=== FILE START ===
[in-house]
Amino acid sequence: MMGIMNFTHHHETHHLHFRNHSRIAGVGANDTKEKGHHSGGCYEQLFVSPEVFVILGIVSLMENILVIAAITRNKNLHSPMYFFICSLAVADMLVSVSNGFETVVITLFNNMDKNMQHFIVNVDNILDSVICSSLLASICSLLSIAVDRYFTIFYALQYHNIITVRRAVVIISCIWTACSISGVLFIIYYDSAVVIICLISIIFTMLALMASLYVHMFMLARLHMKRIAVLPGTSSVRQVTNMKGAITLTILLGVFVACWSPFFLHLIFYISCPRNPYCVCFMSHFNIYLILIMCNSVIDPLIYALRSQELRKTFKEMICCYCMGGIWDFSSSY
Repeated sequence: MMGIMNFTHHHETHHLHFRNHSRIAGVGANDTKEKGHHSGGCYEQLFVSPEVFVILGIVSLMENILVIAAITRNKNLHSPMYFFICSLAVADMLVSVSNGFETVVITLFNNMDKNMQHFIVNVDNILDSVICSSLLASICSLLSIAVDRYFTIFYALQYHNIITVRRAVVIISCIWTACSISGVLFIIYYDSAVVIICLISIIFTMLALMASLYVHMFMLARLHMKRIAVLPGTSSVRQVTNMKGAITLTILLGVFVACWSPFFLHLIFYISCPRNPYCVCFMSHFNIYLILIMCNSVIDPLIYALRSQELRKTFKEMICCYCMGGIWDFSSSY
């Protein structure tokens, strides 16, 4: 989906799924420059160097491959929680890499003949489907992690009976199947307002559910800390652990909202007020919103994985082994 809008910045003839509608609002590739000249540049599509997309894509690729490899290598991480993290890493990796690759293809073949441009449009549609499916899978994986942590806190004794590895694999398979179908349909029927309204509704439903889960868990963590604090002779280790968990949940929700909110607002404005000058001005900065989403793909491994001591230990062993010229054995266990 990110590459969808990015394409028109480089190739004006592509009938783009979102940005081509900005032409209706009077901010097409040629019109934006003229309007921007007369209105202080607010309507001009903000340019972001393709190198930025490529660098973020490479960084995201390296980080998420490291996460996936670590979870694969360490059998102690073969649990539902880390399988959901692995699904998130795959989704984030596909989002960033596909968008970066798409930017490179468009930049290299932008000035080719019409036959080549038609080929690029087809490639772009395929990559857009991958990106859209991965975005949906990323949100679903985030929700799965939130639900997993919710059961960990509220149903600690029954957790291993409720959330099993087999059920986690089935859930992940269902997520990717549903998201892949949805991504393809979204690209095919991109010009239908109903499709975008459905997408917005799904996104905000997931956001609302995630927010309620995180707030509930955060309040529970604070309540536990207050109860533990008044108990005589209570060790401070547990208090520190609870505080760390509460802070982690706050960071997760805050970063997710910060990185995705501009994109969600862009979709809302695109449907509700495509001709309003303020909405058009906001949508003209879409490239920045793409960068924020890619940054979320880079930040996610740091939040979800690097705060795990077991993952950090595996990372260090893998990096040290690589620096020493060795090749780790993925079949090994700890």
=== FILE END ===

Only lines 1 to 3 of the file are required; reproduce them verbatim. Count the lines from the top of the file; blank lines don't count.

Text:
[in-house]
Amino acid sequence: MMGIMNFTHHHETHHLHFRNHSRIAGVGANDTKEKGHHSGGCYEQLFVSPEVFVILGIVSLMENILVIAAITRNKNLHSPMYFFICSLAVADMLVSVSNGFETVVITLFNNMDKNMQHFIVNVDNILDSVICSSLLASICSLLSIAVDRYFTIFYALQYHNIITVRRAVVIISCIWTACSISGVLFIIYYDSAVVIICLISIIFTMLALMASLYVHMFMLARLHMKRIAVLPGTSSVRQVTNMKGAITLTILLGVFVACWSPFFLHLIFYISCPRNPYCVCFMSHFNIYLILIMCNSVIDPLIYALRSQELRKTFKEMICCYCMGGIWDFSSSY
Repeated sequence: MMGIMNFTHHHETHHLHFRNHSRIAGVGANDTKEKGHHSGGCYEQLFVSPEVFVILGIVSLMENILVIAAITRNKNLHSPMYFFICSLAVADMLVSVSNGFETVVITLFNNMDKNMQHFIVNVDNILDSVICSSLLASICSLLSIAVDRYFTIFYALQYHNIITVRRAVVIISCIWTACSISGVLFIIYYDSAVVIICLISIIFTMLALMASLYVHMFMLARLHMKRIAVLPGTSSVRQVTNMKGAITLTILLGVFVACWSPFFLHLIFYISCPRNPYCVCFMSHFNIYLILIMCNSVIDPLIYALRSQELRKTFKEMICCYCMGGIWDFSSSY